As it happens, there is still worthy journalism out there. Quite a lot of relevant news comes from the Guardian World section which tweets under a different account (@guardianworld). It's the Guardian's equivalent of BBC World Service before it was cannibalised and downgraded. Bizarrely it doesn't get much in the way of retweets. It's the sort of news that's useful in constructing your own understanding, but that is not really what the market demands. They want neatly pre-packaged narratives they can deploy in their own petty little Twitter spats which accomplish nothing.

We saw this during the Brexit debate where chlorine washed chicken became a feature of the debate, sparking countless misconceived debates over whether it was safe to eat, completely missing the point that the issue is a flashpoint because it marks the differences between the regulatory philosophies of two trade giants, where pivoting our alignment has implications for our exports. Nobody in that argument was especially interested in trade (an inherently interesting subject). They were only interested as far as it was a useful scare to play petty partisan games. Four years on and it is still a recurrent theme where nothing whatsoever has been learned. There is no curiosity beyond the confines of a political bubble created for its inhabitants by the media.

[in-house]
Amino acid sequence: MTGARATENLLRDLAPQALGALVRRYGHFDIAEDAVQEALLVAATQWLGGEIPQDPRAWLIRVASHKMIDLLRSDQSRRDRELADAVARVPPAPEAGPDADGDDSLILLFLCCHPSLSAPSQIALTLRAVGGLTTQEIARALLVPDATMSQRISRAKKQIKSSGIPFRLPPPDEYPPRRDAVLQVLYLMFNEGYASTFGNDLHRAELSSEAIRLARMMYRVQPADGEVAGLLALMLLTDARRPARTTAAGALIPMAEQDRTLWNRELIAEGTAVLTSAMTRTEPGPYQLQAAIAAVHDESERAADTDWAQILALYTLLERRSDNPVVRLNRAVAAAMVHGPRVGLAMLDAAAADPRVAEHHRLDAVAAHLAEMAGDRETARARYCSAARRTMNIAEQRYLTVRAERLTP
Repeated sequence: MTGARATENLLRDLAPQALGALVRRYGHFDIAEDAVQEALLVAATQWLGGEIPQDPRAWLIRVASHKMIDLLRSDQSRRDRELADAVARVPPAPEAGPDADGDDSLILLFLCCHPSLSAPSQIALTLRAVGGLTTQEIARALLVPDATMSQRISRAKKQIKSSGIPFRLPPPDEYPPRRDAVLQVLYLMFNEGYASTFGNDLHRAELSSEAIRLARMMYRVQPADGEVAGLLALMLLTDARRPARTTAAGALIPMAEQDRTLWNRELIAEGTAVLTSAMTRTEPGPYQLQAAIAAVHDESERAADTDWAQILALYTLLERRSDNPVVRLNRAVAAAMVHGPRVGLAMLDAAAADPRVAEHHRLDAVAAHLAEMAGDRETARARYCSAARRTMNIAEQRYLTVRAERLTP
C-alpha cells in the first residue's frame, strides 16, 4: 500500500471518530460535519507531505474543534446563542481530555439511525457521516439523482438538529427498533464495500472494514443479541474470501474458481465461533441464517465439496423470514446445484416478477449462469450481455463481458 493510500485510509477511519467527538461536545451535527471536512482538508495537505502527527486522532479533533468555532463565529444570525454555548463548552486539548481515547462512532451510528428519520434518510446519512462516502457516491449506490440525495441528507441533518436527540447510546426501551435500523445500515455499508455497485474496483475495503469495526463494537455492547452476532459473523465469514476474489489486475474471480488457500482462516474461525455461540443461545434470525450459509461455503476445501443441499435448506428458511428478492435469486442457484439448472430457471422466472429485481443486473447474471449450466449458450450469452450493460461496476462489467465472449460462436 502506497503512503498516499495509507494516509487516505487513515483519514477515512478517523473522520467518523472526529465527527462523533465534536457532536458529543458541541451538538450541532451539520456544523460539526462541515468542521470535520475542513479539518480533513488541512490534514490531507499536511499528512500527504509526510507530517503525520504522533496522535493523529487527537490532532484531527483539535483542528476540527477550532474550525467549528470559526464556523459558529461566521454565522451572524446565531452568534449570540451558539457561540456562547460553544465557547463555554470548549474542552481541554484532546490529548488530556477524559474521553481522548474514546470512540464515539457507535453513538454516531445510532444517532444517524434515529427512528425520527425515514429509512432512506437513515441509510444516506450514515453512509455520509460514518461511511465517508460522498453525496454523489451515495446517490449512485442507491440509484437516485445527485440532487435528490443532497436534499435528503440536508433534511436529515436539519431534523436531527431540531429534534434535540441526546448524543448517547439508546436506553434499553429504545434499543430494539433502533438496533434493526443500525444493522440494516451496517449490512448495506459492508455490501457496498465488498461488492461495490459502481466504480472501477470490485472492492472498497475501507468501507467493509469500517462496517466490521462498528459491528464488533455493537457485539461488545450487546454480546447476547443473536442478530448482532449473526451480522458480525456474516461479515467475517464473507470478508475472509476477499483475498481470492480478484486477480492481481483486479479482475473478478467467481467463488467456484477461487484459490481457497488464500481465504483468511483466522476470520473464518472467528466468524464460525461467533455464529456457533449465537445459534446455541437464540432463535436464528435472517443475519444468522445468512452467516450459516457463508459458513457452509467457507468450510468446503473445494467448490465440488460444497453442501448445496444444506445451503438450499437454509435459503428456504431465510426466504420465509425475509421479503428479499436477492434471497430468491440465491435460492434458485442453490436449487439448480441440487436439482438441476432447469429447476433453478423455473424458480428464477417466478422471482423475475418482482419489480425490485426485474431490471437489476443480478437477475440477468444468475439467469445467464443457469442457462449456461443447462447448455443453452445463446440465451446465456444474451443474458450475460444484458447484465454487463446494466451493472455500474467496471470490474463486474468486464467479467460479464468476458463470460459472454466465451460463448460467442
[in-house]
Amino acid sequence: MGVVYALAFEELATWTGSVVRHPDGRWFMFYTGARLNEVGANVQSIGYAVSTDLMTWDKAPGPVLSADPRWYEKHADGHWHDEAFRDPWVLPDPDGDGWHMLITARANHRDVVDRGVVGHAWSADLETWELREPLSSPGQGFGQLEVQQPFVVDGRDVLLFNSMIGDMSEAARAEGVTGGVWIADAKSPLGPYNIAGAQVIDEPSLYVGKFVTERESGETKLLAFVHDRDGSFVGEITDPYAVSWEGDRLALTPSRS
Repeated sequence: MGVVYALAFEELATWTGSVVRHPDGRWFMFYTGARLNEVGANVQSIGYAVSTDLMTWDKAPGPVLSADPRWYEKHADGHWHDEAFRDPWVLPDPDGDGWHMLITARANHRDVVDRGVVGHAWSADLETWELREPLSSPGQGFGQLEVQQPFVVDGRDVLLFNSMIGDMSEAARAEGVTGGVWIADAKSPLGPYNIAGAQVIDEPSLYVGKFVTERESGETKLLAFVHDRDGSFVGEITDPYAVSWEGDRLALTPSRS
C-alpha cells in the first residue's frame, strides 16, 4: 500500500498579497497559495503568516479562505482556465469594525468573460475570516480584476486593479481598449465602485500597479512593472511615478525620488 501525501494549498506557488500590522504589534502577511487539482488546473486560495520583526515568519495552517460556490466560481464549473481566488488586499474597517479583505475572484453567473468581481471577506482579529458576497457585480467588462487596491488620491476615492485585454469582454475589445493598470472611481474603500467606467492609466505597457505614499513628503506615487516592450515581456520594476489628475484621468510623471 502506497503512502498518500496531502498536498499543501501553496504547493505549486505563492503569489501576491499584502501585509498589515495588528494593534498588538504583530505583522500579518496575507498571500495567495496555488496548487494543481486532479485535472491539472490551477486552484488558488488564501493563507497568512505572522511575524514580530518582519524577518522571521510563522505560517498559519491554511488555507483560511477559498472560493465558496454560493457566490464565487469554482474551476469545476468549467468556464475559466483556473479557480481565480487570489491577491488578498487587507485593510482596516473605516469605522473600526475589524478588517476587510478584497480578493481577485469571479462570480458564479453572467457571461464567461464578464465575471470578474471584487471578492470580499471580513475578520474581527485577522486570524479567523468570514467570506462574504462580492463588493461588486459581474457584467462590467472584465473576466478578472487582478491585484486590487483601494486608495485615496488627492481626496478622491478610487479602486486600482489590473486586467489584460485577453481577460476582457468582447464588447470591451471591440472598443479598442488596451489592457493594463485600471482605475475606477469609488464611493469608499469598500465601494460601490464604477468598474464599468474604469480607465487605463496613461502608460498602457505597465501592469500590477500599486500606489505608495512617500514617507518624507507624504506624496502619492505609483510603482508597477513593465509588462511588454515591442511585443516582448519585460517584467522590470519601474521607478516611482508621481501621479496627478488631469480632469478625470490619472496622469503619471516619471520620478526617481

Fast forward to today and we are having the same kind of  inane debates about PPE in hospitals, which is really a logistics problem if it is a problem at all, but in any case is a situation that varies between health authorities - but it serves as a stick to beat the government regardless of what it actually achieves, whether it's relevant or not.

The right has it that the media should be getting behind the leader where it should be "fostering an atmosphere of national unity", which is fair to a point, but what they actually mean by that is it's bad form to criticise the government at all. The real failure on the part of the media, though, through its own intellectual debasement, is a failure to identify and prioritise the government's errors with a view to correcting them - which it couldn't manage even on the remotest chance it was inclined to do so. But why would they when there is so little demand?

I'm all for media bashing pretty much all of the time, but if you published or retweeted articles saying "We have nothing to fear from a no deal Brexit" or other such baseless propaganda you don't get to lecture anyone about the state of journalism. You're guilty of the same incuriosity and lack of integrity. Right now the government's mistakes are destroying our economy and the fabric of our society yet media consumers carry on as though it were just another theme in their regular news entertainment and whatever passes for political participation. Say what you like about the media, but you do get the media (and the government) you deserve - and it's going to cost you everything.